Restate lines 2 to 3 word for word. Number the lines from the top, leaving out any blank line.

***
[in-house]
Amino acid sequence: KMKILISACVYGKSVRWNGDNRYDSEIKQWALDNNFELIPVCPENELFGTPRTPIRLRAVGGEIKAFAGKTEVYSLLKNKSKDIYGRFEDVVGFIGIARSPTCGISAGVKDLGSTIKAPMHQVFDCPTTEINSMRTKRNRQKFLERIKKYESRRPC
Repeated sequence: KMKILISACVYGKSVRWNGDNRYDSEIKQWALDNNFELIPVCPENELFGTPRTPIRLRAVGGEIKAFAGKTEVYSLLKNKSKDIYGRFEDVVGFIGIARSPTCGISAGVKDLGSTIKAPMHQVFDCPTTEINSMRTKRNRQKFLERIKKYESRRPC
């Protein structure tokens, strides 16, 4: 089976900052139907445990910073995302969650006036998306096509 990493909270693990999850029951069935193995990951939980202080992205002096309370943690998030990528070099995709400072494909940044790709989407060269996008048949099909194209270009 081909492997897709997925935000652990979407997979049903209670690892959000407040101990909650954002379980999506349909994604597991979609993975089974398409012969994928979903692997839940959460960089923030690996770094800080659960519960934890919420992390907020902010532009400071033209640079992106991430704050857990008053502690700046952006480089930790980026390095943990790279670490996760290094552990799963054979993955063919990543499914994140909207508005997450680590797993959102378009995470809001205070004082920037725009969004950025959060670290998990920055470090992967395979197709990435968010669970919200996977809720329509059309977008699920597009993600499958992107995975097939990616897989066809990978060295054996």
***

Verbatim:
Amino acid sequence: KMKILISACVYGKSVRWNGDNRYDSEIKQWALDNNFELIPVCPENELFGTPRTPIRLRAVGGEIKAFAGKTEVYSLLKNKSKDIYGRFEDVVGFIGIARSPTCGISAGVKDLGSTIKAPMHQVFDCPTTEINSMRTKRNRQKFLERIKKYESRRPC
Repeated sequence: KMKILISACVYGKSVRWNGDNRYDSEIKQWALDNNFELIPVCPENELFGTPRTPIRLRAVGGEIKAFAGKTEVYSLLKNKSKDIYGRFEDVVGFIGIARSPTCGISAGVKDLGSTIKAPMHQVFDCPTTEINSMRTKRNRQKFLERIKKYESRRPC